What the original text of DGCL Section 145(g) did not do, however, was contemplate the use of captive insurance. While captive insurance is insurance, the concern is that using a parent company’s captive instead of buying commercial insurance arguably looks like the corporation is attempting to fund non-indemnifiable losses since it is the corporation itself that funds the captive. That led most experts to advise that corporations using a captive to protect their directors and officers should also continue to purchase Side A insurance to be certain directors and officers have coverage for non-indemnifiable claims.
II. What Did the Delaware Legislature Do?
What did the Delaware legislature do to make captives a more viable option to replace traditional D&O insurance?
The change just passed by the Delaware legislature amends DGCL Section 145(g) to clarify, that as the term is used by the DGCL, the definition of insurance includes captives. This makes captives a viable alternative to traditional D&O insurance, even Side A D&O insurance, for claims that are not directly indemnifiable by the corporation due to DGCL Section 145(b).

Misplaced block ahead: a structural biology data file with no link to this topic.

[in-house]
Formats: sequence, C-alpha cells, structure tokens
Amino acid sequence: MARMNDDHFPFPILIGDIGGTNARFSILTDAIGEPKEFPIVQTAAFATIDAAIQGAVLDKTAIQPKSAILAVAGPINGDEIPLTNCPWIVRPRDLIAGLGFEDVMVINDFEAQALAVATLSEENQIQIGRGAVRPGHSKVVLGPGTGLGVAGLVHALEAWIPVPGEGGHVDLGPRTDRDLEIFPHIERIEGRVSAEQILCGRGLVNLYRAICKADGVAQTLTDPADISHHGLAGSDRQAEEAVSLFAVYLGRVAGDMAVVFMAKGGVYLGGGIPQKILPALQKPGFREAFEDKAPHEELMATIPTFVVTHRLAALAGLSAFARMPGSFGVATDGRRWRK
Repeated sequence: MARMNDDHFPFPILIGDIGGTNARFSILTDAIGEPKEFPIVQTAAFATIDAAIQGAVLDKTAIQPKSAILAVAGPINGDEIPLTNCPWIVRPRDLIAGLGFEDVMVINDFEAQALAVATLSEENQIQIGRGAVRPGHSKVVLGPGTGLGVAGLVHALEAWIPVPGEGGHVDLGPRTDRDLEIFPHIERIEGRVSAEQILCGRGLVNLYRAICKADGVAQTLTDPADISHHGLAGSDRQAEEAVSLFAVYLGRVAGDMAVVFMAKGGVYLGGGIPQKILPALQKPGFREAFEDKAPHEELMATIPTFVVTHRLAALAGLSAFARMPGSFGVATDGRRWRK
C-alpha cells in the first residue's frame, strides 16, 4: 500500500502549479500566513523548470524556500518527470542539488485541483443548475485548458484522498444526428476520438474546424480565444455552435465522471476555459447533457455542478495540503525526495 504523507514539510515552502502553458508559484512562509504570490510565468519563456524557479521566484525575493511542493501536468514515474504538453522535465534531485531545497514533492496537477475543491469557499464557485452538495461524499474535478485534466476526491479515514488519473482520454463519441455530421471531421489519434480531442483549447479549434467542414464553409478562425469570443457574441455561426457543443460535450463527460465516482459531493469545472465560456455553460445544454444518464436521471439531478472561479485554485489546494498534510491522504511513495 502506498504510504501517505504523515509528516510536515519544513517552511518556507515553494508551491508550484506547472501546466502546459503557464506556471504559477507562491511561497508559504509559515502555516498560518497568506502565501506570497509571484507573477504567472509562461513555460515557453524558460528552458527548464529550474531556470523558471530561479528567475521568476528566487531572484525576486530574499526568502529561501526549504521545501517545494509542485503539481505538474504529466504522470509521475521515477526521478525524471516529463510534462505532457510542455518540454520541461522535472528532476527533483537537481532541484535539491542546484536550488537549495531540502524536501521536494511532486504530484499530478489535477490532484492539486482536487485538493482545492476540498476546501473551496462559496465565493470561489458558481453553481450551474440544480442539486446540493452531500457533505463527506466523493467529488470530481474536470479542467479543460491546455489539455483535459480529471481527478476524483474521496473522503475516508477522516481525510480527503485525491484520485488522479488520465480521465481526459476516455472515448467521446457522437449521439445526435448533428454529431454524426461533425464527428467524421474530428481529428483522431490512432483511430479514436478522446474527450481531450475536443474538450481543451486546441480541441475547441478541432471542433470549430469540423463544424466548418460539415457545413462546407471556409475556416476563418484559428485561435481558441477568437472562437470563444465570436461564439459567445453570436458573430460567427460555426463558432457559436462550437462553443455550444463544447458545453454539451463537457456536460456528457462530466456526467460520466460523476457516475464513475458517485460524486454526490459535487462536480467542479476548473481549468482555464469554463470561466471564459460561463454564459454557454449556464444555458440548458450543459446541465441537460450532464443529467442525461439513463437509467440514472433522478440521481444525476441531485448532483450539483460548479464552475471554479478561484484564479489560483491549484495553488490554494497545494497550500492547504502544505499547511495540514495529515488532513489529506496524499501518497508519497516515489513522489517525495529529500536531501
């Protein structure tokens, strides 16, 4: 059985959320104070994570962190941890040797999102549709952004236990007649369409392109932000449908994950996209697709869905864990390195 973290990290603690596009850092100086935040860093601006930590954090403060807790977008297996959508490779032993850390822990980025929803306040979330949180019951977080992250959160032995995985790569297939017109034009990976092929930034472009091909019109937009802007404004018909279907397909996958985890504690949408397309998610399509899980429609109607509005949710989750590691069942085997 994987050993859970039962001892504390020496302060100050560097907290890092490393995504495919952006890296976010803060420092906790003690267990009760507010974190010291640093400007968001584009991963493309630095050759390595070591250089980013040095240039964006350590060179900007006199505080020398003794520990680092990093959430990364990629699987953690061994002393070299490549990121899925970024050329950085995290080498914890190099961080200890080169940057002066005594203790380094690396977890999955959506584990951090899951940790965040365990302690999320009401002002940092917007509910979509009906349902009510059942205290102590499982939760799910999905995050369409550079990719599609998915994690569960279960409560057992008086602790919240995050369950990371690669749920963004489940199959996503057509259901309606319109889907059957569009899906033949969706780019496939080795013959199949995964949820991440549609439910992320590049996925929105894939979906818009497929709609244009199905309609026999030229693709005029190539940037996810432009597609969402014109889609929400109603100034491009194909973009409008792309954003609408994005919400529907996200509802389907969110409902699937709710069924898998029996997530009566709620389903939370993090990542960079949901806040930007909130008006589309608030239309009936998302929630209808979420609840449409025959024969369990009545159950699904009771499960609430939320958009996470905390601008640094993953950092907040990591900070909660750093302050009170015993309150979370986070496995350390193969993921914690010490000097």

Can a captive provide identical coverage that commercial insurance carriers provide?
As always with D&O insurance, the devil is in the details, and it will take time to understand the details of the change in the DGCL. One observation is that, particularly with respect to independent directors, some of the most advanced D&O insurance policies available have no conduct exclusions of any kind for independent directors.
By contrast, DGCL 145(g) mandates some exclusions from coverage. Some may not consider these exclusions to be problematic, such as the exclusions for “any claim made against any person arising out of, based upon or attributable . . . to or a knowing violation of law by such person, if . . . established by a final, non-appealable adjudication in the underlying proceeding in respect of such claim.”